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Perimenopausal women may be more susceptible to developing new allergies or experiencing more severe reactions from their current allergies due to the natural fluctuation of hormones during this time that may impact the immune system and cause an increased sensitivity to certain allergens.

Also, since allergies can also develop with age, it is sometimes difficult to trace back a cause as to why a person develops a certain allergy.

While some people are born with allergies, others can develop allergies or allergic reactions throughout their lifetime​.​ These are often related to histamine which are chemicals your immune system makes. Histamines act like bouncers at a club. They help your body get rid of something that’s bothering​ a part of it. ​Too much histamine and over activation of the cells that contain histamine (MAST CELLS) may be the cause behind symptoms such as PMS, painful period, heavy flooding and endometriosis.

Histamine supports your digestion by releasing hydrochloric acid to break down food and bacteria. It also supports your brain health by serving as a chemical messenger between your brain and the rest of your body.​ ​Histamine only becomes a problem if there is too much of it. If your body is releasing too much histamine and your body is unable to break down all the excess histamine, histamine build-up occurs.

Histamine intolerance means that there is too much histamine in your body​, an imbalance between the amount of histamine released and the ability to break down accumulated histamine. ​Under normal circumstances, your body sends enzymes to break down excess histamine and prevent build-up. However, if you have too much histamine, it won’t be able to break everything down, which can lead to histamine intolerance. ​This can affect your entire body, including your gut, brain, lungs, and cardiovascular system

When all is in balance histamine is produced by the GUT flora or released from various cells located in the nerves, immune cells, ovaries and uterus. It is usually DEACTIVATED by an enzyme called DAO (Diamine oxidase).​ ​DAO is responsible for breaking down histamines in the digestive tract of the body. Decreased DAO activity in addition to increased histamines may result in symptoms that are similar to one having an “allergic reaction” to something.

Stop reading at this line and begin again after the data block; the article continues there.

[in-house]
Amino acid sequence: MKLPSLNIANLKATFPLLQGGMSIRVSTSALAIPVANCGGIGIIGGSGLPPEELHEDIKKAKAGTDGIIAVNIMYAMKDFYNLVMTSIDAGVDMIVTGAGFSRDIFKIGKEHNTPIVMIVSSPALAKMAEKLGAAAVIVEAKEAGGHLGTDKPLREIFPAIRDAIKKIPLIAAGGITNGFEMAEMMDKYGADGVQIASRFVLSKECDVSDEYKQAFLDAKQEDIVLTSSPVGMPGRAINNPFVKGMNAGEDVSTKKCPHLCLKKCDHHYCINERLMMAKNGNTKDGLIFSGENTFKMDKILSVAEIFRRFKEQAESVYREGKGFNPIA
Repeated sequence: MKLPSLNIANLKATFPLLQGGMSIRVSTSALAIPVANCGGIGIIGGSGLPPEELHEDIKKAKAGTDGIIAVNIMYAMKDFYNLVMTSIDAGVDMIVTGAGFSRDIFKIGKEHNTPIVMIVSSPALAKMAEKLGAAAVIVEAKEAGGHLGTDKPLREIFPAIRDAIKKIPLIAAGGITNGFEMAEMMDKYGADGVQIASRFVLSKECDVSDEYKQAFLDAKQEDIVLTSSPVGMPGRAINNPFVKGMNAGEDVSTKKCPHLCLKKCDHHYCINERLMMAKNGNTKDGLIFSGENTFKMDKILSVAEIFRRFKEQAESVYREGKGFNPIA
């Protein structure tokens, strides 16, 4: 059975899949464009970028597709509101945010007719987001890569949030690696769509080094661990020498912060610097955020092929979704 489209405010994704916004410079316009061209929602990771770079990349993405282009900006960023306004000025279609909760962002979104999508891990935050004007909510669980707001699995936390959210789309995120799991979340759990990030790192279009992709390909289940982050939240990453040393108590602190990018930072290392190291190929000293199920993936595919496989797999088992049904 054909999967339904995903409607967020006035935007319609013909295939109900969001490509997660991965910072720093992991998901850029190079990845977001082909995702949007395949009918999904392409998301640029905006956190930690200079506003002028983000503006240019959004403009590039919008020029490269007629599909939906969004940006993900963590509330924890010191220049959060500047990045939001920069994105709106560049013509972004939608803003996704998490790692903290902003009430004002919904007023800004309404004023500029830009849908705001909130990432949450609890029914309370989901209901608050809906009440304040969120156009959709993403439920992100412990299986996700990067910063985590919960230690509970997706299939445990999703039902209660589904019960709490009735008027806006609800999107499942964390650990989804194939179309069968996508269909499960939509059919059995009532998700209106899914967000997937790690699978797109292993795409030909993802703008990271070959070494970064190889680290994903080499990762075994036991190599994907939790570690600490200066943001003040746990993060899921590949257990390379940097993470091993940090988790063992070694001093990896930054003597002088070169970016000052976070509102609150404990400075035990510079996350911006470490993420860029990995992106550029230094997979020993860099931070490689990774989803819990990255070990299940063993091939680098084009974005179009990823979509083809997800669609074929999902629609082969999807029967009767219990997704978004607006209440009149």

If there is a deficiency or too low levels of DAO​, ​histamine levels RISE to an inflammatory tipping point and many symptoms can occur. DAO needs Magnesium and B2 for regulation and activation.

Histamine and oestrogen exacerbate each other. If you have oestrogen excess and suffer with intense symptoms around your period, then you may also have histamine intolerance symptoms. For those having menstrual periods, oestrogen reaches a peak around days 10-14 of a cycle (just before ovulation) and this can drive headaches etc during this time.

A lot of women don´t realise that their hormones may be driving their watery eyes, itchy skin or bowel troubles but they absolutely can. Red wine can raise histamine (and oestrogen) levels and a lot of women in midlife find it causes hot flushes, headaches and itchiness.

Certain histamine-rich foods, as well as medications that cause excess histamine to be released and/or DAO enzymes to be blocked, can cause symptoms such as diarrhoea, headaches, congestion, runny nose, breathing difficulties, low blood pressure, heart abnormalities, hives, asthma attacks, and skin redness in people with histamine intolerance.

Both sex hormones decline in all females with age; however, from age 35 to 50, progesterone drops about 75%, while oestrogen only decreases by about 35%. So now, we have a situation where we are naturally put in a state where oestrogen is automatically going to be higher than progesterone, commonly known as oestrogen excess/dominance or unopposed oestrogen.

Histamine intolerance and oestrogen dominance look the same in many respects: both may result in headaches and abnormal menstrual function. It makes sense that oestrogen and histamine intolerance are therefore closely related. Excess oestrogen may not only be our ovaries producing too much, but also that we may not be efficiently breaking down and excreting our excess oestrogen, causing it to build up in our system.

This also explains why some may be experiencing more histamine-related issues during specific times of their cycle. When your oestrogen levels are higher than your progesterone levels, you will be more likely to experience certain histamine intolerance symptoms.

More on this tomorrow 😉

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